Your website is run as if a news site, and not just opinion pieces. You use a lot of facts and documentation in your writing. All good. But at least include the warning issued by medRxiv (in its entirety) when you cite from that server.

    thanks

    • Sean: Oh if only “certified by peer review” meant something. I usually cite when studies have not been peer reviewed. If I didn’t do it in this story, which by the ways was slugged “commentary,” I will go back and do it.

      But as I would guess you know, if you’ve been paying attention to science, a lot of peer review had been found wanting. Sometimes badly wanting.

      And a lot of what the general public accepts as “science” on a day-to-day basis these days come from the conclusions of government scientists subject to no real review at all, let alone peer review.

      Some of those scientists do great work. Some don’t. Some I know are among the smartest people I’ve ever met. Others not so.

      I find myself increasingly tending to give some weight to studies on the basis of the reputation of the scientists doing them, the diversity of the team at work on the study, the sample size and, of course, the methodology of the study itself.

      Apparently you have issues with the study cited in the story. I have issues with lots of studies. If this one had involved clinical practice or encouraged dangerous changes in health-behaviors, I might have added a caution clause.

      Since it didn’t do that, since it basically warned people to be aware that all those people wearing masks in an enclosed space might not be protecting everyone as well as we like to think, I found no reason to prejudice the work with a cautionary red flag.

      I would hope the study would lead people to take extra precautions and not live under the presumption that an enclosed area is safe because the people around them are wearing masks.

      There is still a debate about the aerosol transmission of SARS-CoV-2, but I’m willing to accept that if the virus can in the laboratory environment travel six feet from ferret A in cage X to ferret B in cage Y, aerosol transmission is likely.

      And I know from the moisture-laden air fogging my glasses when I wear a mask that some aerosols are escaping no matter how hard I might be trying to prevent this from happening.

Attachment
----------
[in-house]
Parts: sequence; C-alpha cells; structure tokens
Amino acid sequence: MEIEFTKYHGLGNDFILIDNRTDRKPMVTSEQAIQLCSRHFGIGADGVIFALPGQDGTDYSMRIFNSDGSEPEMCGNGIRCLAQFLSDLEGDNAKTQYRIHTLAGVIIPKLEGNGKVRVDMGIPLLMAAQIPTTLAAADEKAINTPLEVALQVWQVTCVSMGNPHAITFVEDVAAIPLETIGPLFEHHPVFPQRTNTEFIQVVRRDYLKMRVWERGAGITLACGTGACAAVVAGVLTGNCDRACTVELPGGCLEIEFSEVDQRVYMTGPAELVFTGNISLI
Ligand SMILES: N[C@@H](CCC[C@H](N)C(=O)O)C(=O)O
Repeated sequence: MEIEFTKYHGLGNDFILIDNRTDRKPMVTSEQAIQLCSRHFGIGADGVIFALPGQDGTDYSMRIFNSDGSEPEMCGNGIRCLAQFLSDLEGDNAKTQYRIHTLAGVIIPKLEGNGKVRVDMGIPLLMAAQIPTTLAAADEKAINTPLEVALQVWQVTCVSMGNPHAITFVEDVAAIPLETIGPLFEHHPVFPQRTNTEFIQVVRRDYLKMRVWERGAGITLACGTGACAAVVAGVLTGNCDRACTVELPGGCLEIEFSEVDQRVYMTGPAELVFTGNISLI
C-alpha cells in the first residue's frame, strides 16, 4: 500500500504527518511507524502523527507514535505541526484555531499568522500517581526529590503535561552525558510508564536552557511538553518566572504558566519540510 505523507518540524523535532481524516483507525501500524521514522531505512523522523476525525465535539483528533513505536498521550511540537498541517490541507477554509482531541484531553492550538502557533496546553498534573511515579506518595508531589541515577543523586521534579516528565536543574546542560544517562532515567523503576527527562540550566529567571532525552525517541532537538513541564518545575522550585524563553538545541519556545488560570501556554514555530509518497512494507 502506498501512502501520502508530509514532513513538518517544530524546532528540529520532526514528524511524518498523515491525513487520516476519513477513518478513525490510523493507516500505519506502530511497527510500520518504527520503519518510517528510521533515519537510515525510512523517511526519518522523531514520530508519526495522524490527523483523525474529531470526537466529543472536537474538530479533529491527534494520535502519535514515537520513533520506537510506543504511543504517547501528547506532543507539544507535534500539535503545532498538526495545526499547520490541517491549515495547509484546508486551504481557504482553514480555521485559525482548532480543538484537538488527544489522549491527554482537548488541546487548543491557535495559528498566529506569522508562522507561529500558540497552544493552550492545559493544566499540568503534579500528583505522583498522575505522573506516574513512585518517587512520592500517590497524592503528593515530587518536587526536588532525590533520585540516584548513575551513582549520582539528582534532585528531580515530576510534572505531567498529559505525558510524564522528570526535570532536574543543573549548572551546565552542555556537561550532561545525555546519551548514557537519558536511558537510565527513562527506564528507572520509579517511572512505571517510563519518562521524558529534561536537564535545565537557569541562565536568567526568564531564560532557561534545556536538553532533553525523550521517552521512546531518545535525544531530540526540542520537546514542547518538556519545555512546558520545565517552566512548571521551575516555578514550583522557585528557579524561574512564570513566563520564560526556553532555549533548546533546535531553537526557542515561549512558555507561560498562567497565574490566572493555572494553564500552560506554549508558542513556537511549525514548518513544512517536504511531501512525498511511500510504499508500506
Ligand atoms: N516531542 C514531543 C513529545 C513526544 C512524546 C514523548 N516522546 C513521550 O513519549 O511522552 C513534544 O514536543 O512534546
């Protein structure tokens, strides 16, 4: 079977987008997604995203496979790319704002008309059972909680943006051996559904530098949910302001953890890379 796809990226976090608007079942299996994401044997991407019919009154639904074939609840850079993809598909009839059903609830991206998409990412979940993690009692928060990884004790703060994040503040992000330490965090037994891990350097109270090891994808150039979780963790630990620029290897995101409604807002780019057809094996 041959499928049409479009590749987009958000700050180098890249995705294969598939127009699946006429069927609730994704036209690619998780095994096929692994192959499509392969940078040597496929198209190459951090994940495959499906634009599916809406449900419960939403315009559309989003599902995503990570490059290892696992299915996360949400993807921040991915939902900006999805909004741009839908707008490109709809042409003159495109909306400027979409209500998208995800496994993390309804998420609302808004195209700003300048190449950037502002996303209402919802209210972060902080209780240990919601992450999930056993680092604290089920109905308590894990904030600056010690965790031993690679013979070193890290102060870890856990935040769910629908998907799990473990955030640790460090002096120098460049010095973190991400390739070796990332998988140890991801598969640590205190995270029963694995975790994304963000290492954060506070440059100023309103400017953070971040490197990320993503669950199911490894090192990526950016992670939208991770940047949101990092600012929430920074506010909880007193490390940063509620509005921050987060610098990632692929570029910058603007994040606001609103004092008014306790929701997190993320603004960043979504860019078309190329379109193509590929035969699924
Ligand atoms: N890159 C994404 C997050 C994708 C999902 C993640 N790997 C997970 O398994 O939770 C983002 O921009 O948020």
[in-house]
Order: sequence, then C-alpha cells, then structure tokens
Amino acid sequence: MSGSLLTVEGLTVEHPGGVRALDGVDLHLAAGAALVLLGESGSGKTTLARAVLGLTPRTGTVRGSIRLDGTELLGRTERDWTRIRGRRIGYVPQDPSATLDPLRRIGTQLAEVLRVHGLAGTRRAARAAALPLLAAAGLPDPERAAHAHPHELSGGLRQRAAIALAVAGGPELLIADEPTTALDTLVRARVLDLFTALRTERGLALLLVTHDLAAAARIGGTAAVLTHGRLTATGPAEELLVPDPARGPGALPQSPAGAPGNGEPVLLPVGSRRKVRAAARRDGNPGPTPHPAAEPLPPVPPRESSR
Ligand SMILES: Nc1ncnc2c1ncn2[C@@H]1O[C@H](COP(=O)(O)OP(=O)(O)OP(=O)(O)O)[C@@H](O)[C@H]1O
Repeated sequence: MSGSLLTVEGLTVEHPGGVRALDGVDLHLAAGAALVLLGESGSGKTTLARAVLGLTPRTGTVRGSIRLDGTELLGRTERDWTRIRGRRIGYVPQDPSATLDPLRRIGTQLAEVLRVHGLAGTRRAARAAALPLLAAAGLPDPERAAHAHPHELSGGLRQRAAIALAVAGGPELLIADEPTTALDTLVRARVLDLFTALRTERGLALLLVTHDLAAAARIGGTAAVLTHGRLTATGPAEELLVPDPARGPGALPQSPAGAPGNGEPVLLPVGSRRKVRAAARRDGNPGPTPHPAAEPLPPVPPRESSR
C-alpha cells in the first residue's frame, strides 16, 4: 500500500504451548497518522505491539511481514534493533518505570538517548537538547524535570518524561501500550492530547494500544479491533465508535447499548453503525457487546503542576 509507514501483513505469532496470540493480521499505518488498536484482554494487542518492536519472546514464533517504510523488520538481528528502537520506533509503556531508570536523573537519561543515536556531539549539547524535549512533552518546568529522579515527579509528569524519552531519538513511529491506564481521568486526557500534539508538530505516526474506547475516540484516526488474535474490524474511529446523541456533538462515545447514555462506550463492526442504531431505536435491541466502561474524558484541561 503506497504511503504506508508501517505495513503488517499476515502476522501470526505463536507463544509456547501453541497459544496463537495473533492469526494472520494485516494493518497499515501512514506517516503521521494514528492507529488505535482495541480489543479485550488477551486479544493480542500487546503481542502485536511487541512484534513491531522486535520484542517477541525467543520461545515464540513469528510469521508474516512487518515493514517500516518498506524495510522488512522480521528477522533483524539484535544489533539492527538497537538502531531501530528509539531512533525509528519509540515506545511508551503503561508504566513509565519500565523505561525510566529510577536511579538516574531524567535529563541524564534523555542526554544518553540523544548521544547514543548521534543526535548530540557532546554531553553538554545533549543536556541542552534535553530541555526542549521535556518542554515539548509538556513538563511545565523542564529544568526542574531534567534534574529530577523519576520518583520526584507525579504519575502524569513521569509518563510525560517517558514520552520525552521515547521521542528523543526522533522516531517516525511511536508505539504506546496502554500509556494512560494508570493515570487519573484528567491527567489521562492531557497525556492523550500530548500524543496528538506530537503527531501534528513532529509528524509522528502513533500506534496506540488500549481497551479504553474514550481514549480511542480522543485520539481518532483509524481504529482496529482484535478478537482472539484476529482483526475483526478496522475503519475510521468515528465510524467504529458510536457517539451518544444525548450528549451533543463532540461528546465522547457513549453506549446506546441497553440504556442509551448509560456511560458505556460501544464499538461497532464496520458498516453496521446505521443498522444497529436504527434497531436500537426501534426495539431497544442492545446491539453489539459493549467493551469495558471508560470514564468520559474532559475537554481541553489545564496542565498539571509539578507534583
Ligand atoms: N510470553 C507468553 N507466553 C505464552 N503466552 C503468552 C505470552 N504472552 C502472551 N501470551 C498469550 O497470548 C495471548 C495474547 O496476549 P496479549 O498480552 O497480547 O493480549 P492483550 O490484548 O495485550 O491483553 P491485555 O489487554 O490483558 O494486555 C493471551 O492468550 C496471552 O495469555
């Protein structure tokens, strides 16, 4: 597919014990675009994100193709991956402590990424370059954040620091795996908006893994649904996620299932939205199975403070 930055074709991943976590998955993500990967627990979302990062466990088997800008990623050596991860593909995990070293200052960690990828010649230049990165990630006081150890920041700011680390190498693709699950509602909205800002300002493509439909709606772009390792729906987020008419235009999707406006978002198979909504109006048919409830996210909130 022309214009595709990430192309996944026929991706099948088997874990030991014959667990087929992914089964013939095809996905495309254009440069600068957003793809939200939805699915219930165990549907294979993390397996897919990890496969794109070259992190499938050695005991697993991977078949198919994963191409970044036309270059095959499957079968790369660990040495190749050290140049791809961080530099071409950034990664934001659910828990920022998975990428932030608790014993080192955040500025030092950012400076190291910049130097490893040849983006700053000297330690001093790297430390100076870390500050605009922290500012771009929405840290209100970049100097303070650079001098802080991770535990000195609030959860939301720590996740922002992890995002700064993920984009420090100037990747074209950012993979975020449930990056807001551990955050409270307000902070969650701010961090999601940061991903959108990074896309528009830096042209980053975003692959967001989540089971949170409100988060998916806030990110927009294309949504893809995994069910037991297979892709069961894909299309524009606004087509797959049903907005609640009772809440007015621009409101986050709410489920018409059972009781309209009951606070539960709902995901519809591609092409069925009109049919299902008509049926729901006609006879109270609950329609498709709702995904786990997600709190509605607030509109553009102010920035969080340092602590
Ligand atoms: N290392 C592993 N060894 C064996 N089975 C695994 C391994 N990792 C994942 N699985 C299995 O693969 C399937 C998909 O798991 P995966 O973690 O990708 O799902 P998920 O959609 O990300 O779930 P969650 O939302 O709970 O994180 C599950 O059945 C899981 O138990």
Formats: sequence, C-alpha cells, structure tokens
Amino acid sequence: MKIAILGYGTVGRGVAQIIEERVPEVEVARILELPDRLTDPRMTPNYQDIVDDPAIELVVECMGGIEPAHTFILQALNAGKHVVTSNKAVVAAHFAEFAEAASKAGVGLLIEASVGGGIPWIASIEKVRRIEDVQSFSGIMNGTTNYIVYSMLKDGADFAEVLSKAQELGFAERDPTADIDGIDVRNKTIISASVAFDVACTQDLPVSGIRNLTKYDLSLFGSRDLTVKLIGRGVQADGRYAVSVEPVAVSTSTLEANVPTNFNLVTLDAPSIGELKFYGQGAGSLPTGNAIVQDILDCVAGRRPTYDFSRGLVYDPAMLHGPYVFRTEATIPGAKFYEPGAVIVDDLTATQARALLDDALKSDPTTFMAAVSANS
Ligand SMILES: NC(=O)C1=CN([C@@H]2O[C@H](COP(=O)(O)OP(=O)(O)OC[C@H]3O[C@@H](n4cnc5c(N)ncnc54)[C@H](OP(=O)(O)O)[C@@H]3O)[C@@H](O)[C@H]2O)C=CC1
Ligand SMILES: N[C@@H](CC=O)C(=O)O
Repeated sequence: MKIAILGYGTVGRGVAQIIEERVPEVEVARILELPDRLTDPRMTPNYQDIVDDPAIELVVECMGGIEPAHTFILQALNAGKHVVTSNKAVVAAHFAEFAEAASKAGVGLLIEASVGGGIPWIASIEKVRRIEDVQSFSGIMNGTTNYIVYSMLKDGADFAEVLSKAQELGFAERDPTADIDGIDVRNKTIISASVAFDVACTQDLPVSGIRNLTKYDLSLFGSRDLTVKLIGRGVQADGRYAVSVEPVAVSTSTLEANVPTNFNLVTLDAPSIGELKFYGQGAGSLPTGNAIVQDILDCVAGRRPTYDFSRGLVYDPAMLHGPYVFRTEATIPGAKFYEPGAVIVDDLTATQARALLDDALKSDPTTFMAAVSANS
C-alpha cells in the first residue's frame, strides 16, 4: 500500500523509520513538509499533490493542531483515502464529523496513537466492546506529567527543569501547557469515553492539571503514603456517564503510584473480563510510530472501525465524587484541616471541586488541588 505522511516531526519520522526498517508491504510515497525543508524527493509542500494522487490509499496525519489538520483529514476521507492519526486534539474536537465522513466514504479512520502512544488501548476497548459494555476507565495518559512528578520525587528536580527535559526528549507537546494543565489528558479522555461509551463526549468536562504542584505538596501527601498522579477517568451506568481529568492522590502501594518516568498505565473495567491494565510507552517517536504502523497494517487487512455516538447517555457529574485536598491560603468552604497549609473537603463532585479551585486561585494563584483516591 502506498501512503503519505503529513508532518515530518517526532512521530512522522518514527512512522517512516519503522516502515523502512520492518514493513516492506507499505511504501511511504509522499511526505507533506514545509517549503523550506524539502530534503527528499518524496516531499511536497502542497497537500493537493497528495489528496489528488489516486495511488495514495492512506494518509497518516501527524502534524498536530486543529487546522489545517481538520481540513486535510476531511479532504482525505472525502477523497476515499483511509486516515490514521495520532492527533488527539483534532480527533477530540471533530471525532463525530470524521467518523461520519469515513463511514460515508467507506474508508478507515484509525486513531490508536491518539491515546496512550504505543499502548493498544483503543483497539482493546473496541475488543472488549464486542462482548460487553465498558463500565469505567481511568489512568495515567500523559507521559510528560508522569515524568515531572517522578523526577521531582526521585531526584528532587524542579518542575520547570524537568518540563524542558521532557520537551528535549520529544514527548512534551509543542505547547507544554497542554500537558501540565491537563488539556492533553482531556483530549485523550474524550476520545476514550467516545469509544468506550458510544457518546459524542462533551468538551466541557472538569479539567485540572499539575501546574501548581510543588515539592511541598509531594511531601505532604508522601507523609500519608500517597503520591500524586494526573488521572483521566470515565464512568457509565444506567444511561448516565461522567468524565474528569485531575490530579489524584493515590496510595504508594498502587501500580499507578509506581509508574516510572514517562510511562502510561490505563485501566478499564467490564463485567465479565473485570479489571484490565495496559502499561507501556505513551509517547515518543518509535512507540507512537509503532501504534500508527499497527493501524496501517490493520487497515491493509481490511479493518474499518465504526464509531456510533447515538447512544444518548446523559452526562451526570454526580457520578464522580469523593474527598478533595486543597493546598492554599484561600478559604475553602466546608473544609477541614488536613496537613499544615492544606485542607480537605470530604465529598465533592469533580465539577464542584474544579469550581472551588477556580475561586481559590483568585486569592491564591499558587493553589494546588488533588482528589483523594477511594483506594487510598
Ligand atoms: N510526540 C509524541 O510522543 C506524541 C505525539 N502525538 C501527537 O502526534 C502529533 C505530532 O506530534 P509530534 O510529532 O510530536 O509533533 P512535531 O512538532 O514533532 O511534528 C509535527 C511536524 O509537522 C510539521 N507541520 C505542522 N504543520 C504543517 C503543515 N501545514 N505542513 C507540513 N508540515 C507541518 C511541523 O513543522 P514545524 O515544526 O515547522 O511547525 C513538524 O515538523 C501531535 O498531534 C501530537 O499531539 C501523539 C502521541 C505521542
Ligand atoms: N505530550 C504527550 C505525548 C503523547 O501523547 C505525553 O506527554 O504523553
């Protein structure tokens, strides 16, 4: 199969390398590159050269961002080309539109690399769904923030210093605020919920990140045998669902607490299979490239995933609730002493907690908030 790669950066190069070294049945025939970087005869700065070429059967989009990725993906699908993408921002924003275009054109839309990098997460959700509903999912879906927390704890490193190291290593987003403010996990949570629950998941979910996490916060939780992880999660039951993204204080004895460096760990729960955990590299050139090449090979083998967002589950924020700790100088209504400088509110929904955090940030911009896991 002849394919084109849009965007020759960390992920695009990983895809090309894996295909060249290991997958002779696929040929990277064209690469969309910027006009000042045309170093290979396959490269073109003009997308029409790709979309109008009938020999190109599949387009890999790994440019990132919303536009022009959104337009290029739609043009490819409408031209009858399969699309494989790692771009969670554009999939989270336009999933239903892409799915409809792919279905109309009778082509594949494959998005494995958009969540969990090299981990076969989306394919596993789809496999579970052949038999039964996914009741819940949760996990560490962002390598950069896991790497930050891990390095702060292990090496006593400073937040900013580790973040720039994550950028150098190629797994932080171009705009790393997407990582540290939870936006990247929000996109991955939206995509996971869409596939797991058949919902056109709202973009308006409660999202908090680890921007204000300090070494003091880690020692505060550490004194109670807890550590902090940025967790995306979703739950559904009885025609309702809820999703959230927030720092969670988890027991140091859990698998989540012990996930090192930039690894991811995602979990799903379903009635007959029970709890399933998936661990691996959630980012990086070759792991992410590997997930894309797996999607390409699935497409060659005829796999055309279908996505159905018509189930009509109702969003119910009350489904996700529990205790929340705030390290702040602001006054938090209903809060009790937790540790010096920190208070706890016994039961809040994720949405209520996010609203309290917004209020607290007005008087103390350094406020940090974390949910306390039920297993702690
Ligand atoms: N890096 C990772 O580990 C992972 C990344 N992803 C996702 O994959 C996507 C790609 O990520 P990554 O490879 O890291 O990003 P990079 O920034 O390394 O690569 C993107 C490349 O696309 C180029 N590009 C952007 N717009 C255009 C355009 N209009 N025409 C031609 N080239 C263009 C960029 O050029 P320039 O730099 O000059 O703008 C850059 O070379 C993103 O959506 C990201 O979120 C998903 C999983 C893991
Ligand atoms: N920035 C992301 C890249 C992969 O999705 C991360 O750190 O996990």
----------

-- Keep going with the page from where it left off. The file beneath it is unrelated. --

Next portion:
8. “Leronlimab” is a Unrecognized Therapeutic That Takes Dying from COVID-19 Off the Table

    https://www.zerohedge.com/news/2020-10-20/unrecognized-therapeutic-takes-dying-covid-19-table-30000-american-lives-hanging

    A medical breakthrough in COVID-19 was discovered in March at Montefiore Medical Center using a repurposed HIV and cancer drug. The first two critical patients with hours to live and comorbidities were dosed with leronlimab. Both were off the ventilator in 2 days. For some reason mainstream media never picked it up. The drug has one of the best safety profiles and actually filed a BLA earlier in the year so the FDA is well versed on its safety.

  9. There are a lot of things that seem to help (one way or another) with this:

    – Vitamin D supps
    – Zinc supps
    – UV-C lights for sanitizing volumes of air (airlines are using this to sanitize cabins post flight)
    – A variety of treatments – regeneron, resdesivir, hydroxy, plasma transfusions

    All of this can be done without masking or a vaccine to knock the edge off the virus a bit. Any combination of the above is better than none. Doing them all should help us figure out how to live with this, which it appears we are going to get to learn how to do like it or not. Cheers –

    • Bryan: The science does support keeping schools closed at certain levels of transmission, but not just because a case or two of COVID has popped up here or there in a community.

      The science also supports reduced group size and social distancing in the classroom at some levels of R. The science supports a lot of things.

      The problem seems to be that because we have yet to recognize this as an endemic disease we have not set any standards for when protective measures will be employed and when they won’t. Or considered ways to deal with the disease on a long-term basis.

      A lot of people now seem to be worried about kids in school. I’m considerably more worried about how kids get to school. The vast majority of them are now bussed. You can’t find a much better vehicle for spreading a disease than a tightly sealed bus packed with children.